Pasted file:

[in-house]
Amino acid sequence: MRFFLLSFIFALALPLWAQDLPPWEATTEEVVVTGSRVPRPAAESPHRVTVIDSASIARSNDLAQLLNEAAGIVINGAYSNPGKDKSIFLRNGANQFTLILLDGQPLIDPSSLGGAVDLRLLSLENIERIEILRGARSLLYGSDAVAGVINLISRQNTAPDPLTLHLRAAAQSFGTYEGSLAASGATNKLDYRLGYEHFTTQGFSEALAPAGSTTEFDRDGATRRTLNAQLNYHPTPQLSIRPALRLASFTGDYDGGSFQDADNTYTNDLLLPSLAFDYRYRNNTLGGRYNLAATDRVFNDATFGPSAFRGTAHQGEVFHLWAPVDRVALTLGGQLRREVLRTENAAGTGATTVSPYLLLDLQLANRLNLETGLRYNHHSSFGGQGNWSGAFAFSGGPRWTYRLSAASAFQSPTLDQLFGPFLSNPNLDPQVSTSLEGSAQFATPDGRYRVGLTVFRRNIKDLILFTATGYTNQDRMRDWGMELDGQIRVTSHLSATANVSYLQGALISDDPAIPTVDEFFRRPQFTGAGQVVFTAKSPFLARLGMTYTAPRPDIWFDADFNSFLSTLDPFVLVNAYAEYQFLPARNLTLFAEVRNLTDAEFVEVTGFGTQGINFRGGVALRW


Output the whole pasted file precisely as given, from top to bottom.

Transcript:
[in-house]
Amino acid sequence: MRFFLLSFIFALALPLWAQDLPPWEATTEEVVVTGSRVPRPAAESPHRVTVIDSASIARSNDLAQLLNEAAGIVINGAYSNPGKDKSIFLRNGANQFTLILLDGQPLIDPSSLGGAVDLRLLSLENIERIEILRGARSLLYGSDAVAGVINLISRQNTAPDPLTLHLRAAAQSFGTYEGSLAASGATNKLDYRLGYEHFTTQGFSEALAPAGSTTEFDRDGATRRTLNAQLNYHPTPQLSIRPALRLASFTGDYDGGSFQDADNTYTNDLLLPSLAFDYRYRNNTLGGRYNLAATDRVFNDATFGPSAFRGTAHQGEVFHLWAPVDRVALTLGGQLRREVLRTENAAGTGATTVSPYLLLDLQLANRLNLETGLRYNHHSSFGGQGNWSGAFAFSGGPRWTYRLSAASAFQSPTLDQLFGPFLSNPNLDPQVSTSLEGSAQFATPDGRYRVGLTVFRRNIKDLILFTATGYTNQDRMRDWGMELDGQIRVTSHLSATANVSYLQGALISDDPAIPTVDEFFRRPQFTGAGQVVFTAKSPFLARLGMTYTAPRPDIWFDADFNSFLSTLDPFVLVNAYAEYQFLPARNLTLFAEVRNLTDAEFVEVTGFGTQGINFRGGVALRW